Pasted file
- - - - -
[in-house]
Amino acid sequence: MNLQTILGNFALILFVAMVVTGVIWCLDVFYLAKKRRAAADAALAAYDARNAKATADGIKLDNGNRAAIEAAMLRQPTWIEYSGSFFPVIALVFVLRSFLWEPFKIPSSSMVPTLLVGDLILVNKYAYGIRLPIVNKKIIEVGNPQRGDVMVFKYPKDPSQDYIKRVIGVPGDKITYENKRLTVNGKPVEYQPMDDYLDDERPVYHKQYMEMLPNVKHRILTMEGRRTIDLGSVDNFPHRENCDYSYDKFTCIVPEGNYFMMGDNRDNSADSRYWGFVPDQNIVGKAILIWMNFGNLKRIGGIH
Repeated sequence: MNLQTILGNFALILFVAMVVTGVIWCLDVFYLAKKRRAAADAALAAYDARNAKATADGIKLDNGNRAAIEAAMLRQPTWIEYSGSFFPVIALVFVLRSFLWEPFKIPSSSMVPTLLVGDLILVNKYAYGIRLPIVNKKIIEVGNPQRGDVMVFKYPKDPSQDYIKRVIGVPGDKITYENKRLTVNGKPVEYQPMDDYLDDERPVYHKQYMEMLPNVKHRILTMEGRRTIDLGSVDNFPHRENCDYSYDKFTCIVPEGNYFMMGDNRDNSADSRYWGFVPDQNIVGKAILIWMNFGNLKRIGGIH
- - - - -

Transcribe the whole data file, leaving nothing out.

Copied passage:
[in-house]
Amino acid sequence: MNLQTILGNFALILFVAMVVTGVIWCLDVFYLAKKRRAAADAALAAYDARNAKATADGIKLDNGNRAAIEAAMLRQPTWIEYSGSFFPVIALVFVLRSFLWEPFKIPSSSMVPTLLVGDLILVNKYAYGIRLPIVNKKIIEVGNPQRGDVMVFKYPKDPSQDYIKRVIGVPGDKITYENKRLTVNGKPVEYQPMDDYLDDERPVYHKQYMEMLPNVKHRILTMEGRRTIDLGSVDNFPHRENCDYSYDKFTCIVPEGNYFMMGDNRDNSADSRYWGFVPDQNIVGKAILIWMNFGNLKRIGGIH
Repeated sequence: MNLQTILGNFALILFVAMVVTGVIWCLDVFYLAKKRRAAADAALAAYDARNAKATADGIKLDNGNRAAIEAAMLRQPTWIEYSGSFFPVIALVFVLRSFLWEPFKIPSSSMVPTLLVGDLILVNKYAYGIRLPIVNKKIIEVGNPQRGDVMVFKYPKDPSQDYIKRVIGVPGDKITYENKRLTVNGKPVEYQPMDDYLDDERPVYHKQYMEMLPNVKHRILTMEGRRTIDLGSVDNFPHRENCDYSYDKFTCIVPEGNYFMMGDNRDNSADSRYWGFVPDQNIVGKAILIWMNFGNLKRIGGIH